Key Factors for the Recognition of Well-Known Status

Article 14 of the current Trademark Law provides that the examiner or judge invested of a well-known status decision must consider the following factors: 1) the degree of awareness of the trademark by the relevant public; 2) the duration of the use of the trademark; 3) the duration, extent, and geographical scope of any advertising of the trademark; 4) the records of the trademark being protected as a well-known trademark; 5) other factors concerning the well-known status of the trademarks. It is important to add that all these factors are to be considered geographically limited to China. For example, by “geographical scope” of the advertising it is not meant worldwide but, rather, China-wide. The same applies to the definition of relevant public.

In the past few years, the CNIPA and Chinese courts have started considering the geographical scope of these factors beyond the Chinese boundaries. Several decisions and a new trend have recognized that factors such as “relevant public” have been affected by traveling and new technologies, specifically, Chinese travel abroad, use of the internet and shopping internationally. All this brings the relevant public into contact with foreign brands even if these are not directly marketed in China. In a recent case concerning proctoring testing services, the CNIPA recognized well-known status to an American proctoring brand even though it never sold nor advertised its services in China. The CNIPA in this case found that the relevant public are Chinese students that study in the US and all of them have acquired familiarity with the proctoring brand in question while studying in the foreign school.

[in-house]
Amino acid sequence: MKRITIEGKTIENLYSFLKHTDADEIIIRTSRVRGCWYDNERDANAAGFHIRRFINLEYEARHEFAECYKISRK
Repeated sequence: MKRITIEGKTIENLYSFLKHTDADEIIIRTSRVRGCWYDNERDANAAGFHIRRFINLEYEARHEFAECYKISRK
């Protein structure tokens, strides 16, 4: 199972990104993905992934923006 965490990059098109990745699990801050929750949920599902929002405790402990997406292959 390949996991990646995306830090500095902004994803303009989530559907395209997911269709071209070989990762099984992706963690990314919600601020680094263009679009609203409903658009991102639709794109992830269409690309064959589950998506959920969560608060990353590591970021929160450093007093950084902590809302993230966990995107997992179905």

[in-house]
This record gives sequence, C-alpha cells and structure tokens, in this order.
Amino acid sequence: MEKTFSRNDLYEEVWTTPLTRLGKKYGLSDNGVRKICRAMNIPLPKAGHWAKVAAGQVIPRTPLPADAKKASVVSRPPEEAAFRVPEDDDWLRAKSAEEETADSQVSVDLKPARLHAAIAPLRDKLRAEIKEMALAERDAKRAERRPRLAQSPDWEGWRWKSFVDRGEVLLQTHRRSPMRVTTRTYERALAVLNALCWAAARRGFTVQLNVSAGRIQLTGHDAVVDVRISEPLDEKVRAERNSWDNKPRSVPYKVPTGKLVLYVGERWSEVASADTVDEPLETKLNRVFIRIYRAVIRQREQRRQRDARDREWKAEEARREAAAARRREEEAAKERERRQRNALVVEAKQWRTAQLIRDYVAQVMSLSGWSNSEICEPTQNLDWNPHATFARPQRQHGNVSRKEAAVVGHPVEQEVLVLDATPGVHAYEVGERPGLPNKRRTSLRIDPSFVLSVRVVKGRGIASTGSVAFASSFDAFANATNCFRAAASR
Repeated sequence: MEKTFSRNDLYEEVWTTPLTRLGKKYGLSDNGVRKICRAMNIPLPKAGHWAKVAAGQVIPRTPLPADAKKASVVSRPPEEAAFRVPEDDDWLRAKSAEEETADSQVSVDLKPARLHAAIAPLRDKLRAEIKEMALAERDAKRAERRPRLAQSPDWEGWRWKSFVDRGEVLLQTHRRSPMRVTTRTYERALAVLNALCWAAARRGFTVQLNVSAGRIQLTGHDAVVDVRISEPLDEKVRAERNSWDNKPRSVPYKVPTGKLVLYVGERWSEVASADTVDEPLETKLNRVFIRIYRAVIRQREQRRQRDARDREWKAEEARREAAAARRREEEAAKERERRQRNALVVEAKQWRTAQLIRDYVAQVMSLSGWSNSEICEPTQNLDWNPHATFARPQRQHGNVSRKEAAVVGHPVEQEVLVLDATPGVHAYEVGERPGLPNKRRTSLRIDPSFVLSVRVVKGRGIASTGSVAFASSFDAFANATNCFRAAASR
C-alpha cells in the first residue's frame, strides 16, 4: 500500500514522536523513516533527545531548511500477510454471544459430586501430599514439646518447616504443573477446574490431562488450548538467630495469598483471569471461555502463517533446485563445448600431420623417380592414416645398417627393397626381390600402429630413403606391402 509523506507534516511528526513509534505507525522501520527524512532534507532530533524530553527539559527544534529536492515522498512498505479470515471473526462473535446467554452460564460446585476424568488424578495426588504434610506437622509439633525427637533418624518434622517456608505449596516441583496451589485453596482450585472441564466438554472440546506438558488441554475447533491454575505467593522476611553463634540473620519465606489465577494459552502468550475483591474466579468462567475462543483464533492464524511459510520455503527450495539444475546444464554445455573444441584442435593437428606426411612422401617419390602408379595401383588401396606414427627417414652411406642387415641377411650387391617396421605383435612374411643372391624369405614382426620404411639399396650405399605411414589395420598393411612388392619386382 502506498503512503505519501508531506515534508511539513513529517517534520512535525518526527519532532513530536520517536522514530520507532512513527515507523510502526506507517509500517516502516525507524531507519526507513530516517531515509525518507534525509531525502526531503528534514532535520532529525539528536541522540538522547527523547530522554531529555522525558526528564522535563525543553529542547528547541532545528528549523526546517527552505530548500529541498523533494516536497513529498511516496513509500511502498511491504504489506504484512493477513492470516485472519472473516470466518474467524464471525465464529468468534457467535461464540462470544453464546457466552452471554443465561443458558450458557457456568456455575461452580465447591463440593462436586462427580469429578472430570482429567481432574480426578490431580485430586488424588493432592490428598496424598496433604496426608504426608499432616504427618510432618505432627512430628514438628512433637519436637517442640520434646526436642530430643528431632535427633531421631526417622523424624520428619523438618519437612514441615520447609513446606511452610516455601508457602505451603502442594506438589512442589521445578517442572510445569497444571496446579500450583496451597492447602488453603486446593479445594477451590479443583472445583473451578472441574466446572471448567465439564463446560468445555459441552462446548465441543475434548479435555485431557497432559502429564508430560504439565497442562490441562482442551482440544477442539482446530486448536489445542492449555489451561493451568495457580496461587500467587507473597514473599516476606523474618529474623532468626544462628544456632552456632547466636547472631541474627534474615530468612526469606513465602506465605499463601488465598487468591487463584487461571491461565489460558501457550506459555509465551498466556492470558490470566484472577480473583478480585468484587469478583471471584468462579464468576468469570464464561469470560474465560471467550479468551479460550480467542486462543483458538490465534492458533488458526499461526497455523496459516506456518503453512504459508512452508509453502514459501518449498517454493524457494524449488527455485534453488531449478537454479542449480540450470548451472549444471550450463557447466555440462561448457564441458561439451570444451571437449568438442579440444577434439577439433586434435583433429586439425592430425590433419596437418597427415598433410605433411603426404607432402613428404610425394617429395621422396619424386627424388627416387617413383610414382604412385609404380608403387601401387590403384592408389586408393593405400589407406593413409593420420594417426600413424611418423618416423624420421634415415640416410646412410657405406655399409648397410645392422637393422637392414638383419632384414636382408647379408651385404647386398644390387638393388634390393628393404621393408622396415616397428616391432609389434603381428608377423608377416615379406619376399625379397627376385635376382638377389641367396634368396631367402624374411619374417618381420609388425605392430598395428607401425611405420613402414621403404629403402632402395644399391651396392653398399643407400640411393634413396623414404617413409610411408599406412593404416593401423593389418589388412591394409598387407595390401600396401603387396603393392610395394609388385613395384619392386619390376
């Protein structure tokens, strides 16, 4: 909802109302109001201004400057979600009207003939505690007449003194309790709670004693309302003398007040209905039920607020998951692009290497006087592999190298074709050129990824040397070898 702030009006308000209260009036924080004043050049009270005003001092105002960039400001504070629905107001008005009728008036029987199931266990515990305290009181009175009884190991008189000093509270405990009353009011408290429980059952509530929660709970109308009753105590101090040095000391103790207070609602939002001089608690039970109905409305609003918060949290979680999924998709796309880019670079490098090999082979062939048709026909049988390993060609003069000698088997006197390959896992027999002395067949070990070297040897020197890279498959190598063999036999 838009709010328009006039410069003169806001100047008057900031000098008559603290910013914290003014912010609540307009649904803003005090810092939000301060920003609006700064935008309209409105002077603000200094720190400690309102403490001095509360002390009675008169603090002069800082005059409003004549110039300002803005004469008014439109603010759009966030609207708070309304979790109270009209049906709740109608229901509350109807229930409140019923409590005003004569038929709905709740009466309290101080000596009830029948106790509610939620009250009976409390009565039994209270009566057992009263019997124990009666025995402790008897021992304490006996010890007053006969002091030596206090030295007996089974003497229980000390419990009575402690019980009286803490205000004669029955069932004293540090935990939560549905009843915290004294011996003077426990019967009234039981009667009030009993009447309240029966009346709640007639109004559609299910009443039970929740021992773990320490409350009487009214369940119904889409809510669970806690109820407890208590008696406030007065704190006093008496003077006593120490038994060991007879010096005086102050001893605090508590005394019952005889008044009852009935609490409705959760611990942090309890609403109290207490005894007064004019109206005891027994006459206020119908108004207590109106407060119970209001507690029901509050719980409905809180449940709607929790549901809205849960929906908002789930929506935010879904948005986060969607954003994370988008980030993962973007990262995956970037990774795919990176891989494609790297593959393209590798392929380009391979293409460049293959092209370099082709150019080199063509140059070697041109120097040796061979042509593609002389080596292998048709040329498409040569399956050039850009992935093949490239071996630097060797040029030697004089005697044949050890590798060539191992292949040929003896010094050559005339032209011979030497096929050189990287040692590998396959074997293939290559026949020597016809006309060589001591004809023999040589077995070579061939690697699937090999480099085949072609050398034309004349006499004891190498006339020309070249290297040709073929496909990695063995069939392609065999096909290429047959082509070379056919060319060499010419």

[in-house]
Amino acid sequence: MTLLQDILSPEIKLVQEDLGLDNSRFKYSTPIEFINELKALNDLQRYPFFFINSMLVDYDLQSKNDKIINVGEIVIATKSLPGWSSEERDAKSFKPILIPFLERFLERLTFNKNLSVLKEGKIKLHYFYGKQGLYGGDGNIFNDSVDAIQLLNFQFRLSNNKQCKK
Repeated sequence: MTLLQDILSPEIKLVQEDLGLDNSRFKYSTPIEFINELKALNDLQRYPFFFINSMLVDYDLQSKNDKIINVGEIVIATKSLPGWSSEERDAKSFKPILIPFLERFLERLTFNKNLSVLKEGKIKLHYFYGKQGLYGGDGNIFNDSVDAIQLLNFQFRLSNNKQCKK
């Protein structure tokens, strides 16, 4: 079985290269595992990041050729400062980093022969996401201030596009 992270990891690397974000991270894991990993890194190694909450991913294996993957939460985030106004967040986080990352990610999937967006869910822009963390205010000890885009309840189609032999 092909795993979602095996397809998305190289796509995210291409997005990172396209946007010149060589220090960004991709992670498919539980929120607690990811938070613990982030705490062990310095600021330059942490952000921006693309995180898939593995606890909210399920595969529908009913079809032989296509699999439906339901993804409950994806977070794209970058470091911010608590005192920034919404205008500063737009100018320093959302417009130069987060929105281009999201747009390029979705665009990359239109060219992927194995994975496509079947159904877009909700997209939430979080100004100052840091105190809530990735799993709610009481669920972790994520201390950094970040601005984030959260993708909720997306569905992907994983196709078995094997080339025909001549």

The Draft Amendment to the Trademark Law has recognized such practical changes by introducing new factors such as: 1. The value of the trademark (which is not limited to a geographical scope); and 2. Information about the history and status of the trademark not only in China but also abroad, including whether it has been already protected as a well-known mark outside China. All this gives more opportunities to trademark holders to be able to build-up persuasive arguments and succeed in obtaining some degree protection.

Evidence preservation and retention

All these new advantages, which are favorable to right holders, come with a price: that of creating, collecting, and retaining appropriate evidence of their use of the trademark in China and abroad. Considering that the recognition of well-known status is not permanent and could be claimed and challenged with every new infringement action, opposition or invalidation proceeding, right holders must establish clean processes that will allow them to preserve the evidence they successfully used in prior cases, the favorable decisions, and anything else that can support the claim of all the above listed factors that an examiner and a judge will consider in each specific new case.


In a data driven society, with other changes in the same trademark law that will impose evidence retention burdens on right holders (see my previous blog), the above is not surprising. However, right holders will need to build awareness and processes to ensure that they will be in the best possible position to use the advantages provided by the amendments of the Chinese Trademark Law.